Ford threatened to use the notwithstanding clause of the Constitution to force the cut on Toronto if necessary — and he has promised to use that constitutional nuclear option whenever he feels like it.

'Birds of a feather'

No doubt Alberta conservatives will cheer some of these, particularly tossing out the cap-and-trade program. That's all part of the war against a price on carbon, provincially and federally.

But moderate Albertans might be put off by Ford's sledgehammer approach to issues such as sex-ed and protecting workers' rights.

And they might wonder if Kenney will invoke a similarly brutal approach to sensitive issues.

Predictably, the Alberta Federation of Labour is already trying to connect the dots.

"Jason Kenney and Doug Ford are birds of a feather," said AFL president Gil McGowan in a news release Thursday. "Albertans would do well to pay attention to Doug Ford's Ontario — because, if we're not careful, their present could become our future."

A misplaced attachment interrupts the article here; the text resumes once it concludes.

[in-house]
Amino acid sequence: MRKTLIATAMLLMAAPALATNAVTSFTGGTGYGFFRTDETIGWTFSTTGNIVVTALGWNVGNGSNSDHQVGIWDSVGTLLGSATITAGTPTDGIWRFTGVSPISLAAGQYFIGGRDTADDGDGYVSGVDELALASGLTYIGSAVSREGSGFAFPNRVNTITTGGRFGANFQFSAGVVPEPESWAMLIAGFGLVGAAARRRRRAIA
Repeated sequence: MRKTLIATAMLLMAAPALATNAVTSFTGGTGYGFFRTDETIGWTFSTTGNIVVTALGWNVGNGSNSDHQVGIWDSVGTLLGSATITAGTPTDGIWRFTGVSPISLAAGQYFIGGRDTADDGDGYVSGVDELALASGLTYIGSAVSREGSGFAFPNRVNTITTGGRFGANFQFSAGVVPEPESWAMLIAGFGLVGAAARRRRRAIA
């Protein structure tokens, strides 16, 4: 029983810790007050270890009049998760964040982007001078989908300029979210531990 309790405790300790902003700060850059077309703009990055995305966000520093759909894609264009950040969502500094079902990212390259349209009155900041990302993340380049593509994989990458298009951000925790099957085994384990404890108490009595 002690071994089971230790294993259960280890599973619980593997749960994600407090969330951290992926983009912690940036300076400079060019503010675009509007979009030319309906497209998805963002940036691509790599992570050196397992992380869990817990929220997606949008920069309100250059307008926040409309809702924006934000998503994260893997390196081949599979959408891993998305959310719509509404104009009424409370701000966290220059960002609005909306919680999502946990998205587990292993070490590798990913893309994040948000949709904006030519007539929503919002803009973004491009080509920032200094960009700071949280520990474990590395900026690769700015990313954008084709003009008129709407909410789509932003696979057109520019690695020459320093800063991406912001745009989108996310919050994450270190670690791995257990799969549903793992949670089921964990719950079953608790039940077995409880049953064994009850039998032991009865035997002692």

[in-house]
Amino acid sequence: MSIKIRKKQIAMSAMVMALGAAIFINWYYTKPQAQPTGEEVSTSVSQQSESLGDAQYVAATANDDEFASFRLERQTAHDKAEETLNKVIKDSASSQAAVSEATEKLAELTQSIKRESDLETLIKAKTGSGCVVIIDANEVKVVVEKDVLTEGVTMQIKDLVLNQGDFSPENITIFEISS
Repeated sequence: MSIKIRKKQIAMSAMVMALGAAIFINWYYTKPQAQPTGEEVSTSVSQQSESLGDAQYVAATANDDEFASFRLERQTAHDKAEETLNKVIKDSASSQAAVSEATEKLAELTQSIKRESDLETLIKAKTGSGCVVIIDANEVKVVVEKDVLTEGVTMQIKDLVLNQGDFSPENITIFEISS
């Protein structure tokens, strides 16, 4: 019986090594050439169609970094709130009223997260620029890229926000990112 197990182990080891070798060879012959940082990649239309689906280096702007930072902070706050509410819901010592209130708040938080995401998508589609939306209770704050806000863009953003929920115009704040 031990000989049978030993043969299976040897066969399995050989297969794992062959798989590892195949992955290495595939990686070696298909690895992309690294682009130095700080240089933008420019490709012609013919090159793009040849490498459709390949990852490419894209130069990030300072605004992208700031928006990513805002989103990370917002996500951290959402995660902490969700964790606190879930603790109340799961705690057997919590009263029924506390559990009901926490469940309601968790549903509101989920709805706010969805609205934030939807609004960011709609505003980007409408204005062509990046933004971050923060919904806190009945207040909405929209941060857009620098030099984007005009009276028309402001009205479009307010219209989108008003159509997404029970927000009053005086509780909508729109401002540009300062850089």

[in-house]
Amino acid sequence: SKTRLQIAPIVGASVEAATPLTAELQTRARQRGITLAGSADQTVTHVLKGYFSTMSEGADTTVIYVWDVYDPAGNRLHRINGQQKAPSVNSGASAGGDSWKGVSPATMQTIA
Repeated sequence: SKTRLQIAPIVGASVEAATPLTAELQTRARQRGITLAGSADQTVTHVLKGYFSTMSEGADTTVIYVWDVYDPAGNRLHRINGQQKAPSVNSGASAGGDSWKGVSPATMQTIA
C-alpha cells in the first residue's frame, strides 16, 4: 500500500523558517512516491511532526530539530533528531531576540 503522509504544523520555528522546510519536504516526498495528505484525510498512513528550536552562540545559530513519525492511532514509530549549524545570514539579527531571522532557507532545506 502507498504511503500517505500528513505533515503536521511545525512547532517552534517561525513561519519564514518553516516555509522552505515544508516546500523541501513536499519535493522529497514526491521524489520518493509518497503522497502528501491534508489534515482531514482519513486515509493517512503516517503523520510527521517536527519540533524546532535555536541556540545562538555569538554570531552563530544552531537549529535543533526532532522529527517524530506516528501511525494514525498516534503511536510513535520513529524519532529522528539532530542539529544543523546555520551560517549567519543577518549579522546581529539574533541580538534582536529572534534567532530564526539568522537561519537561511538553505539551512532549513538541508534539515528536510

That argument would actually sit well with Kenney's base supporters but it might not with Albertans who view with trepidation Ford's brick-through-the-window style of governance.

Bull in a china shop

UCP officials say the rally is about more than just Alberta's carbon tax, it's about Kenney building a national alliance against a federal price on carbon.

Kenney's opponents will see that admission as more evidence the former Conservative cabinet minister just wants to use Alberta politics as a springboard back into the federal arena.

But again you have to wonder at the wisdom of Kenney eagerly climbing into the ring, so to speak, with someone as problematic and controversial as Ford.

The Ontario premier is proving to be something of a bull in a china shop — and those never make the best tag-team wrestling partners.

Graham Thomson is a political analyst who has covered Alberta politics as a reporter and columnist for more than 30 years.

About the Author

Graham Thomson

You can find Graham Thomson's thoughts and analysis on provincial politics every Friday at cbc.ca/edmonton, on CBC Edmonton Television News and during Radio Active on CBC Radio One (93.9FM/740AM).